The Garden House
The little labourer's house from Godsted was acquired by the museum in 2003 and stood reconstructed in the museum in 2006. The house was built about 1872 and originally belonged to the Ulriksdal estate. In spite of the relatively short time it was in use, many different people lived in the house. The house was built as a dwelling for the estate workers who had such different trades as assistant herdsman, gardener, milk delivery man, not to mention Swedish and Polish agricultural workers who were hired for sugar beet cultivation. The house was inhabited up until 1999.
The layout of the house shows that it is different from the museum's other and older houses because a new, upcoming and revolutionary building technique has been used. The garden house has an iron cooking range with a small baking oven instead of the traditional open fireplace that can be seen in most of the other houses. Therefore there was no subsidiary oven in the other rooms of the house, but stoves that were fed with firewood from the room in which they were situated.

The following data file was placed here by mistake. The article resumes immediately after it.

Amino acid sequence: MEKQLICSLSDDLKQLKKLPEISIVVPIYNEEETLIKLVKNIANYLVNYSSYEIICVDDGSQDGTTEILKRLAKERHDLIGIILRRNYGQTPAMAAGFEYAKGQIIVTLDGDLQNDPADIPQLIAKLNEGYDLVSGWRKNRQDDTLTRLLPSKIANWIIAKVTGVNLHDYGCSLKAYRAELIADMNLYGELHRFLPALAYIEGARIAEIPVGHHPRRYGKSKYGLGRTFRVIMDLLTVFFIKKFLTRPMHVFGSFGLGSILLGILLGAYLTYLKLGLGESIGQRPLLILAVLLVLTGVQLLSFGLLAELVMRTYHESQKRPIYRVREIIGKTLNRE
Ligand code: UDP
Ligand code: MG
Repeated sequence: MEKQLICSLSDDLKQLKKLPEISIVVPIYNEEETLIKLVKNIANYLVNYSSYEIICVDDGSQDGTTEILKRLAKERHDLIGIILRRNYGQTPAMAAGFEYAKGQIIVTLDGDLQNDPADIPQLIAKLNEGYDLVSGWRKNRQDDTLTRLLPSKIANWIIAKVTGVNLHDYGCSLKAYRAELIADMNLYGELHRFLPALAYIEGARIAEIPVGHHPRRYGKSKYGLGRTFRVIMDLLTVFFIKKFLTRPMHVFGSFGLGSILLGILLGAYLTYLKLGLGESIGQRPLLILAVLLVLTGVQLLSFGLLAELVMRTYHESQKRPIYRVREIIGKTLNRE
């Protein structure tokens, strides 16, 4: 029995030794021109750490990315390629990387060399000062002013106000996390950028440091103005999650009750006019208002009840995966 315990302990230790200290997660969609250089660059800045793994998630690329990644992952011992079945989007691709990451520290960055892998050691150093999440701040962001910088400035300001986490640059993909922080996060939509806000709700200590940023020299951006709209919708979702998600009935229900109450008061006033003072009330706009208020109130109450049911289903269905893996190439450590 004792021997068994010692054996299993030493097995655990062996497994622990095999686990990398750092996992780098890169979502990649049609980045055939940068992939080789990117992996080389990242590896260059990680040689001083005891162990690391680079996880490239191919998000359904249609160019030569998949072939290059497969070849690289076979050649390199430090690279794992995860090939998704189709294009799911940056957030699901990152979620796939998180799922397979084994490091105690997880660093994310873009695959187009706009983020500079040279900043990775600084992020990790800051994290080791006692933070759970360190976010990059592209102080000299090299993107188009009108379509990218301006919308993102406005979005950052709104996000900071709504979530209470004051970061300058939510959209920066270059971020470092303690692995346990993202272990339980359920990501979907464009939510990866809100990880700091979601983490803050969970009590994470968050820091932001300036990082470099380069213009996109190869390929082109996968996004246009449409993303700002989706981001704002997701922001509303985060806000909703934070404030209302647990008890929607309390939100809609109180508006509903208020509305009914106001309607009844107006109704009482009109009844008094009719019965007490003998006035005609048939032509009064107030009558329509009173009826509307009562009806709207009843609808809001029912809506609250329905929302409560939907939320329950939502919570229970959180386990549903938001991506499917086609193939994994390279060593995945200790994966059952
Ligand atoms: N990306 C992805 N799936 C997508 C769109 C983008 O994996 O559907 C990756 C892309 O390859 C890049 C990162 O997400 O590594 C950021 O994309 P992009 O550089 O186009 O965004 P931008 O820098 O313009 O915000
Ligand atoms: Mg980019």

The labourer's house was measured, drafted and demolished by the museum's own personnel. Rebuilding began in 2004, undertaken by the museum's staffl, volunteer masons and carpenters and with assistance from the municipality of Maribo. Whilst the reconstruction was under way, the museum started a cultural/historical investigation of the property. The purpose of the investigation was to establish the year the house was built, describe its lay out and organisation of the rooms and to obtain information about the people who had lived in the house over the years.
For special functions, the wood fired range is lit and used to bake bread and cook pancakes.